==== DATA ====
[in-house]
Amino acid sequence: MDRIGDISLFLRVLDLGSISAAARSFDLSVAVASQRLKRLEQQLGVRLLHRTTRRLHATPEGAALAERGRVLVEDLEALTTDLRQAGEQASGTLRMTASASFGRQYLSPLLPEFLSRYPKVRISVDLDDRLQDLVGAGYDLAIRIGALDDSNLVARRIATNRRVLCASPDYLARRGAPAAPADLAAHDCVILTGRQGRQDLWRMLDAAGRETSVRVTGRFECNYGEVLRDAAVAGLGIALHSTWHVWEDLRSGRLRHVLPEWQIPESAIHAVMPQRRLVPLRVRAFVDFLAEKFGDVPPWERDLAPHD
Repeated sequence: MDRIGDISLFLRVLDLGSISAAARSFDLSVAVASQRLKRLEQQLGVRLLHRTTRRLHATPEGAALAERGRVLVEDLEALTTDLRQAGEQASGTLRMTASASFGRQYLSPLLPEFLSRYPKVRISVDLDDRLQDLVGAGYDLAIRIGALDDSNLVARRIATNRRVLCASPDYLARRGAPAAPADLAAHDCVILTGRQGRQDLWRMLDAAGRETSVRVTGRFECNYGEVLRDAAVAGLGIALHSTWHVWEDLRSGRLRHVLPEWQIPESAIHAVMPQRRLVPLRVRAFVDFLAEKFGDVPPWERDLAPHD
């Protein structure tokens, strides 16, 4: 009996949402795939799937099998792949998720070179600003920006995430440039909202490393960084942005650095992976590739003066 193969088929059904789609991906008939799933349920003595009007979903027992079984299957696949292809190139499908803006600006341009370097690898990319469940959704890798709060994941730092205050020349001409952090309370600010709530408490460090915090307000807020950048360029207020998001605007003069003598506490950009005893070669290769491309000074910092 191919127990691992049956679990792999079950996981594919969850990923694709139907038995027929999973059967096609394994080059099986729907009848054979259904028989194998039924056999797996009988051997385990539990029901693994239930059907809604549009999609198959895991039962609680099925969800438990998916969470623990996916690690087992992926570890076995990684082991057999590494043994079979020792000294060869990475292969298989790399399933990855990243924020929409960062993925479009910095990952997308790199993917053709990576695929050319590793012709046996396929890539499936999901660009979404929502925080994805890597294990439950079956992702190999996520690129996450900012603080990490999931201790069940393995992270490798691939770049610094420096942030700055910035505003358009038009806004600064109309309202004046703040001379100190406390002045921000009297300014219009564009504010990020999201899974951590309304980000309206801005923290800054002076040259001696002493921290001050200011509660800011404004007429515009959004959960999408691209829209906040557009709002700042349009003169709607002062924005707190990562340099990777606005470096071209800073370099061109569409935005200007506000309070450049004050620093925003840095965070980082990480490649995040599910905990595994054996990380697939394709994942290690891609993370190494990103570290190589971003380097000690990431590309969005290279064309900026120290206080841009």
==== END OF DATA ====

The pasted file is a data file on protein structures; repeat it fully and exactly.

[in-house]
Amino acid sequence: MDRIGDISLFLRVLDLGSISAAARSFDLSVAVASQRLKRLEQQLGVRLLHRTTRRLHATPEGAALAERGRVLVEDLEALTTDLRQAGEQASGTLRMTASASFGRQYLSPLLPEFLSRYPKVRISVDLDDRLQDLVGAGYDLAIRIGALDDSNLVARRIATNRRVLCASPDYLARRGAPAAPADLAAHDCVILTGRQGRQDLWRMLDAAGRETSVRVTGRFECNYGEVLRDAAVAGLGIALHSTWHVWEDLRSGRLRHVLPEWQIPESAIHAVMPQRRLVPLRVRAFVDFLAEKFGDVPPWERDLAPHD
Repeated sequence: MDRIGDISLFLRVLDLGSISAAARSFDLSVAVASQRLKRLEQQLGVRLLHRTTRRLHATPEGAALAERGRVLVEDLEALTTDLRQAGEQASGTLRMTASASFGRQYLSPLLPEFLSRYPKVRISVDLDDRLQDLVGAGYDLAIRIGALDDSNLVARRIATNRRVLCASPDYLARRGAPAAPADLAAHDCVILTGRQGRQDLWRMLDAAGRETSVRVTGRFECNYGEVLRDAAVAGLGIALHSTWHVWEDLRSGRLRHVLPEWQIPESAIHAVMPQRRLVPLRVRAFVDFLAEKFGDVPPWERDLAPHD
């Protein structure tokens, strides 16, 4: 009996949402795939799937099998792949998720070179600003920006995430440039909202490393960084942005650095992976590739003066 193969088929059904789609991906008939799933349920003595009007979903027992079984299957696949292809190139499908803006600006341009370097690898990319469940959704890798709060994941730092205050020349001409952090309370600010709530408490460090915090307000807020950048360029207020998001605007003069003598506490950009005893070669290769491309000074910092 191919127990691992049956679990792999079950996981594919969850990923694709139907038995027929999973059967096609394994080059099986729907009848054979259904028989194998039924056999797996009988051997385990539990029901693994239930059907809604549009999609198959895991039962609680099925969800438990998916969470623990996916690690087992992926570890076995990684082991057999590494043994079979020792000294060869990475292969298989790399399933990855990243924020929409960062993925479009910095990952997308790199993917053709990576695929050319590793012709046996396929890539499936999901660009979404929502925080994805890597294990439950079956992702190999996520690129996450900012603080990490999931201790069940393995992270490798691939770049610094420096942030700055910035505003358009038009806004600064109309309202004046703040001379100190406390002045921000009297300014219009564009504010990020999201899974951590309304980000309206801005923290800054002076040259001696002493921290001050200011509660800011404004007429515009959004959960999408691209829209906040557009709002700042349009003169709607002062924005707190990562340099990777606005470096071209800073370099061109569409935005200007506000309070450049004050620093925003840095965070980082990480490649995040599910905990595994054996990380697939394709994942290690891609993370190494990103570290190589971003380097000690990431590309969005290279064309900026120290206080841009």